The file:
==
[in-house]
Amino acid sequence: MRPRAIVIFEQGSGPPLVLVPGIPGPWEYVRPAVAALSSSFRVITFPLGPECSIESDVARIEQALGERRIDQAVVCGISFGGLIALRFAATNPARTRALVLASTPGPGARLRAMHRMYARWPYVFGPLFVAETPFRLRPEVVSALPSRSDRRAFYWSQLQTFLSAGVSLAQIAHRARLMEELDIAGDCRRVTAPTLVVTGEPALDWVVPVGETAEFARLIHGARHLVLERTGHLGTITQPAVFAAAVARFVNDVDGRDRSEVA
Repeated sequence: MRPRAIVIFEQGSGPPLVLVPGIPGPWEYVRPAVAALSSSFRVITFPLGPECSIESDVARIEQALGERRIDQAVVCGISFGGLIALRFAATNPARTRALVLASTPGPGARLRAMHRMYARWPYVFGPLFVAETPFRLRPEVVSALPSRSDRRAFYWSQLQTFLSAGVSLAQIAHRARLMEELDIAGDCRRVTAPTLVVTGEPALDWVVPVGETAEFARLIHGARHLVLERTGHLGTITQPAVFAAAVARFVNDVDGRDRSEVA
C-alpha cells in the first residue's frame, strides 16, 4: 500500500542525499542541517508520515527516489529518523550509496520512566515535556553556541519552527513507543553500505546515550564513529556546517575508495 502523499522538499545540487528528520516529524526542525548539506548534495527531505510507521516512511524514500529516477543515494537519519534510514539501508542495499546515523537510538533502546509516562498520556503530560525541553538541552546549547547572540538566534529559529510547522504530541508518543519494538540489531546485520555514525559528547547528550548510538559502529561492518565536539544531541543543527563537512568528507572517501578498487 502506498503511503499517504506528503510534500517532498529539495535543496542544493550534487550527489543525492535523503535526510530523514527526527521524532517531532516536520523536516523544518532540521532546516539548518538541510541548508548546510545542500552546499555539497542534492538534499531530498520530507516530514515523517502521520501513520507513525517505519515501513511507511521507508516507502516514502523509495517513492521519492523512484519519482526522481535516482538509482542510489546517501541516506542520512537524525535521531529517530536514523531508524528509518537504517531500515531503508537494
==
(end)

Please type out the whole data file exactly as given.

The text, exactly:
[in-house]
Amino acid sequence: MRPRAIVIFEQGSGPPLVLVPGIPGPWEYVRPAVAALSSSFRVITFPLGPECSIESDVARIEQALGERRIDQAVVCGISFGGLIALRFAATNPARTRALVLASTPGPGARLRAMHRMYARWPYVFGPLFVAETPFRLRPEVVSALPSRSDRRAFYWSQLQTFLSAGVSLAQIAHRARLMEELDIAGDCRRVTAPTLVVTGEPALDWVVPVGETAEFARLIHGARHLVLERTGHLGTITQPAVFAAAVARFVNDVDGRDRSEVA
Repeated sequence: MRPRAIVIFEQGSGPPLVLVPGIPGPWEYVRPAVAALSSSFRVITFPLGPECSIESDVARIEQALGERRIDQAVVCGISFGGLIALRFAATNPARTRALVLASTPGPGARLRAMHRMYARWPYVFGPLFVAETPFRLRPEVVSALPSRSDRRAFYWSQLQTFLSAGVSLAQIAHRARLMEELDIAGDCRRVTAPTLVVTGEPALDWVVPVGETAEFARLIHGARHLVLERTGHLGTITQPAVFAAAVARFVNDVDGRDRSEVA
C-alpha cells in the first residue's frame, strides 16, 4: 500500500542525499542541517508520515527516489529518523550509496520512566515535556553556541519552527513507543553500505546515550564513529556546517575508495 502523499522538499545540487528528520516529524526542525548539506548534495527531505510507521516512511524514500529516477543515494537519519534510514539501508542495499546515523537510538533502546509516562498520556503530560525541553538541552546549547547572540538566534529559529510547522504530541508518543519494538540489531546485520555514525559528547547528550548510538559502529561492518565536539544531541543543527563537512568528507572517501578498487 502506498503511503499517504506528503510534500517532498529539495535543496542544493550534487550527489543525492535523503535526510530523514527526527521524532517531532516536520523536516523544518532540521532546516539548518538541510541548508548546510545542500552546499555539497542534492538534499531530498520530507516530514515523517502521520501513520507513525517505519515501513511507511521507508516507502516514502523509495517513492521519492523512484519519482526522481535516482538509482542510489546517501541516506542520512537524525535521531529517530536514523531508524528509518537504517531500515531503508537494